Spotlight Saturday, Jocelyn Casser, Gateway Parent and President of the Parents' Association
What drew you to HASA originally? Our son, Ethan, was struggling in the public school system due to his autism and expressive-receptive language disorder. When we reached the point in his Individualized Education Program (IEP) process where we were discussing a non-public placement, the Gateway School at HASA was presented as one of our options. When we toured the school, we were immediately drawn to how warm and friendly and caring all the staff was.
How long have you been affiliated with HASA and in what capacity? Ethan was enrolled in HASA in 2015. I have always enjoyed being involved in my kids’ schools, so I attended the first Parents' Association meeting of the year. They were very welcoming of me as a new parent and also needed someone to take on the role of Treasurer. I jumped in and didn’t look back. I served as Treasurer for two years, and this year I am the President of the Parents' Association.
What is your favorite memory with HASA? My favorite memory is attending the Speakeasy Gala in 2016, celebrating HASA’s 90th anniversary.
What's the one thing you want people to know about HASA? That they never give up on a child and will work incredibly hard to find the right way to teach that each child needs to learn.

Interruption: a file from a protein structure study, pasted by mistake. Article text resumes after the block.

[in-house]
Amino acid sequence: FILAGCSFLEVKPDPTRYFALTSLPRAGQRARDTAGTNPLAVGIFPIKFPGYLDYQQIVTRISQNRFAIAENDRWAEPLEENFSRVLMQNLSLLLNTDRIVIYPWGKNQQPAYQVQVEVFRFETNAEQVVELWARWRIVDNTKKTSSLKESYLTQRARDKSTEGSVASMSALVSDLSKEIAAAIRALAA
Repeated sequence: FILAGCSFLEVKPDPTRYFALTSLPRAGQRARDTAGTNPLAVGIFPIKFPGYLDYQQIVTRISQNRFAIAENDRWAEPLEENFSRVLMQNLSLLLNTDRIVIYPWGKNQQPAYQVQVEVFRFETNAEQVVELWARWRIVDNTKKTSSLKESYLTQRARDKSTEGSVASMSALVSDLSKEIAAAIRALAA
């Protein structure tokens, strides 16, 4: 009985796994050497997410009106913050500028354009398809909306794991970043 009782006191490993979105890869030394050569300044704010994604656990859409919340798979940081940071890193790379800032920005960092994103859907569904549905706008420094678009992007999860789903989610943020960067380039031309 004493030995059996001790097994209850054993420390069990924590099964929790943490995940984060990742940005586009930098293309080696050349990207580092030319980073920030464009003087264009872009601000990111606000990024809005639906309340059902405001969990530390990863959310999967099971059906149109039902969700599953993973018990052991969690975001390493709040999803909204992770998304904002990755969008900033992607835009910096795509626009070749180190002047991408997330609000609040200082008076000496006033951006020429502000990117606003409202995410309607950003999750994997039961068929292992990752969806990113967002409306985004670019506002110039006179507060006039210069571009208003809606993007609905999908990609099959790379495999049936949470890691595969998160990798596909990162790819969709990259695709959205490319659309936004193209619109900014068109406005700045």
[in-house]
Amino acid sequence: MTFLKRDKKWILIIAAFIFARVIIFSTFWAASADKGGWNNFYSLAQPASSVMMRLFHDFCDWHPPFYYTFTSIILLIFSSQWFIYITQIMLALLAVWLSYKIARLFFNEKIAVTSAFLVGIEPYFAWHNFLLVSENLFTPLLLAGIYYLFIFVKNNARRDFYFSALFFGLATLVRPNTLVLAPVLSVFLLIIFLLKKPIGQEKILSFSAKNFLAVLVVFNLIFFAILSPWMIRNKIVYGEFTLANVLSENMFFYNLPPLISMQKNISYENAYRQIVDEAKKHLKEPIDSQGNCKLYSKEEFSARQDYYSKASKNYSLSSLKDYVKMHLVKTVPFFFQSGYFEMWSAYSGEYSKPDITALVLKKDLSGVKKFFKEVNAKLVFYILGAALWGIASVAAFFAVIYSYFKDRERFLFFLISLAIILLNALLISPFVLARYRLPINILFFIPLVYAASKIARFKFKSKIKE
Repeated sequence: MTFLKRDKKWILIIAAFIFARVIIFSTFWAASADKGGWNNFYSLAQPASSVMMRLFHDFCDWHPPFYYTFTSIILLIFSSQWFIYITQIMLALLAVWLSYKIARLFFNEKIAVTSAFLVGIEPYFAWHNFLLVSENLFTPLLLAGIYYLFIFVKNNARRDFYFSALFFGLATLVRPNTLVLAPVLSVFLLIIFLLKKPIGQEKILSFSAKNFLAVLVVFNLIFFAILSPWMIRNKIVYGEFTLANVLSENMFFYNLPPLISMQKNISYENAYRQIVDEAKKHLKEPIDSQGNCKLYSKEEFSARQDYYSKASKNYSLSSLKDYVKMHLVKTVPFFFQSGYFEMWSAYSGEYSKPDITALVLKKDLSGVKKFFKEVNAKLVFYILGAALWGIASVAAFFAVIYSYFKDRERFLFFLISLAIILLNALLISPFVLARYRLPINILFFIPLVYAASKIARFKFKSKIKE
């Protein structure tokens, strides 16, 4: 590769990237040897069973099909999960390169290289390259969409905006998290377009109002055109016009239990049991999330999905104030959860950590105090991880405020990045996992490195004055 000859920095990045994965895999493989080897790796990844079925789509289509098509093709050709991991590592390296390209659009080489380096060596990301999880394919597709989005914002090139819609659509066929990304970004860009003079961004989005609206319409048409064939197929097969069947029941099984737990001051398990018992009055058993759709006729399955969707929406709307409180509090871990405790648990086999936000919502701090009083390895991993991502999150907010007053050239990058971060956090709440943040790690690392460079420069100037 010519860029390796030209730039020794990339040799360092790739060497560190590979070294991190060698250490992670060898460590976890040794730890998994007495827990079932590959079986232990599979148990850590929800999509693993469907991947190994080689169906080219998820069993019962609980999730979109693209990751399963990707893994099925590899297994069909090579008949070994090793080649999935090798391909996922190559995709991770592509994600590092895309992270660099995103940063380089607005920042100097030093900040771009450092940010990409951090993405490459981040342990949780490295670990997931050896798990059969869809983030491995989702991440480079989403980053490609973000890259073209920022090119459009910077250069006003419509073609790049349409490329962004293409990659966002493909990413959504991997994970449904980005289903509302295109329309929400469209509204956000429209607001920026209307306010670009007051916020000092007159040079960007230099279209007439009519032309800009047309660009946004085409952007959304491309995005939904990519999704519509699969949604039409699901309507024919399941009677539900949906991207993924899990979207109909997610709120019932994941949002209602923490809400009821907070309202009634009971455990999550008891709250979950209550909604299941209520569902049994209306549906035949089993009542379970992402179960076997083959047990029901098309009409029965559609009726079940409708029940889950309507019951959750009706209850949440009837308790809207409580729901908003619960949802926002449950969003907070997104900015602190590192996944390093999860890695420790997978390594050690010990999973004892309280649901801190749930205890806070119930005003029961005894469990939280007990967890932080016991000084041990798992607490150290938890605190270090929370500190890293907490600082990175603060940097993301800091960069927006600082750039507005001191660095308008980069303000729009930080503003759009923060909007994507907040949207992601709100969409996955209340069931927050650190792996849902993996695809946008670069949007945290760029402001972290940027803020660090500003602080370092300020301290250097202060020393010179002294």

What are three words to describe HASA? Friendly, caring, dedicated
What is your favorite word? Awesome!
What do you like most about HASA? I like how they treat each child as an individual. No two children are exactly the same and they are fabulous at individualizing the program to fit each one.
What have you gained from being affiliated with HASA? My family has gained so much from Ethan being a student of Gateway School, but the biggest gain, aside from his increased communication skills, has to be finding our true community with the parents and staff here.
Tell us something about yourself that might surprise us. I am a Zumba instructor, and in 2010 I was a contestant on Jeopardy!
In Blog section
- Accent Modification, Accent Reduction
- Adult Aural Rehabilitation
- Apraxia of Speech in Adults
- Apraxia of Speech in Children
- Assistive Technology
- Auditory Processing Disorders
- Aural Rehabilitation for the Treatment of Speech Disorders in Children
- Hearing Aids for Children
- Cochlear Implants
- Hearing Aids
- Hearing Loss in Adults
- Hearing Loss in Children
- Hearing Protection
- Language-Based Learning Disabilities
- Speech Sound Disorders
- Traumatic Brain Injury
- Voice Disorders